In a business, one must have basic knowledge of accounting in order to manage finances properly in business operations. This accounting principle is applied to record the financial flows of a company and will be reported in the form of financial statements.

An account is an accounting platform for recording financial flows that result in changes in assets, liabilities, capital, income and expenses. The account will record financial activity chronologically at the time and date of the transaction. Several accounts are classified based on similar transactions, one of which is a real account.

Account Grouping Purposes

Account grouping operations based on nominal and real accounts are usually carried out. There are also many large companies that share these different accounts in their financial records. There are several different reasons why segregation of accounts is recorded using the two accounts, namely:

1. Differentiate Each Account

Actual and nominal amounts are recorded in groups. This is done to make it possible to visualize and categorize account types in more detail and also by their nature. In addition, the goal is also to facilitate registration in a system.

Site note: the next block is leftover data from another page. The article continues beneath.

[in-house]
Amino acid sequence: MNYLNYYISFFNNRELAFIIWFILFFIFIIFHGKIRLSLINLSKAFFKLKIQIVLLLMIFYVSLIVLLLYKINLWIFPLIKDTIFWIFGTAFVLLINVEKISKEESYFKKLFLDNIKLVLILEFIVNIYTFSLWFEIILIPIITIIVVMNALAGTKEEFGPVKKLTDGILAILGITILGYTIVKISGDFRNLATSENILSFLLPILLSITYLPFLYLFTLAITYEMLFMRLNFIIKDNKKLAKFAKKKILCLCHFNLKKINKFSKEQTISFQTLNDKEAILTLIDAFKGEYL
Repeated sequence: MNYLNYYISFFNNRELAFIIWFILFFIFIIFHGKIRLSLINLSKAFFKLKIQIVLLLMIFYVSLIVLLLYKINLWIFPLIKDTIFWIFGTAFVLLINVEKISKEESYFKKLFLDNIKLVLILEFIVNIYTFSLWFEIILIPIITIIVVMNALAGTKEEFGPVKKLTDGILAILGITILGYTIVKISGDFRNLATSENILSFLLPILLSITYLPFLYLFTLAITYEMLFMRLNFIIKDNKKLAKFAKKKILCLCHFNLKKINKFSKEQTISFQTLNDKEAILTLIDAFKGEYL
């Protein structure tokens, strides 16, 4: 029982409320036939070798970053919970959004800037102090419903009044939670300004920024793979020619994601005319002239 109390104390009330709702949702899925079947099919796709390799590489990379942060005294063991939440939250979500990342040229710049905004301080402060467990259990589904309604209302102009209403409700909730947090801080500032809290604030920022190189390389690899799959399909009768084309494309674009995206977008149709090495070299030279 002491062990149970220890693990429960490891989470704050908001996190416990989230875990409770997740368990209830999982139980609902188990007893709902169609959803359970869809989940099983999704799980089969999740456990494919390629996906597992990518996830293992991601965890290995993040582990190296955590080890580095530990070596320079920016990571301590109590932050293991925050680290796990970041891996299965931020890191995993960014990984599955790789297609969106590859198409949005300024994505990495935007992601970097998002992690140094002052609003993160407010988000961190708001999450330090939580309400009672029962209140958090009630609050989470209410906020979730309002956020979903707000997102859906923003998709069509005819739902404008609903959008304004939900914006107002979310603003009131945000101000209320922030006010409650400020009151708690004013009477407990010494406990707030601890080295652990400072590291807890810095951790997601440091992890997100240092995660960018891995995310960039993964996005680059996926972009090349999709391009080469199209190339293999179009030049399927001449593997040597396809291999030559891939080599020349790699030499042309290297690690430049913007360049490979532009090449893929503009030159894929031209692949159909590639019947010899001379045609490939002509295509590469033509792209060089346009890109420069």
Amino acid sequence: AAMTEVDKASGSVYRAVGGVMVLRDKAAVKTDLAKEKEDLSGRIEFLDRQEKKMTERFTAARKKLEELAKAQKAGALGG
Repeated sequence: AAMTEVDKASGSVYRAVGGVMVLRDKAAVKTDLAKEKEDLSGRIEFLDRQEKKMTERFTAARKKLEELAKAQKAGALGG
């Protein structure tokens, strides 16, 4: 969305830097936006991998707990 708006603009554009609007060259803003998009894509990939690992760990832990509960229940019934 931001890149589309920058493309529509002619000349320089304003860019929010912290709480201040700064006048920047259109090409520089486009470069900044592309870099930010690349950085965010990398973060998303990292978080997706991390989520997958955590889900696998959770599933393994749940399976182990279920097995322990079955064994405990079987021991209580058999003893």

2. Source of Information

By verifying the records contained in nominal and real accounts, companies can obtain various types of information.

An example is displaying information based on actual accounts, companies can display financial reports in balance sheet form. Meanwhile, to see the nominal account, the company can look directly at the income statement.

3. Asset growth

With nominal and real accounts, companies can also experience growth in their assets. The trick is to look at the nominal listed on the account for the types of liabilities, assets, capital and income.

Therefore, asset developments can be known beforehand but can also be predicted, and become a reference in making sound business decisions.


With the explanation above, we can see that an account is a description that is used to reflect various financial activity transactions and to reflect recorded financial transactions. In business transactions, accounts are divided into two, namely nominal accounts and real accounts.

The definition of a real account is a group of accounts that are recorded and reported in the balance sheet of each financial statement. Groups of accounts classified as real accounts are assets or assets, liabilities or debts, and sources of capital or equity.

On the other hand, nominal accounts are a group of accounts whose transactions are recognized in the income statement and it includes two types of accounts as expense account and income account. Group accounts based on real and nominal accounts have several purposes. Some of the goals are to be able to differentiate each account, as a valid source of information and to see the growth of assets owned by the company.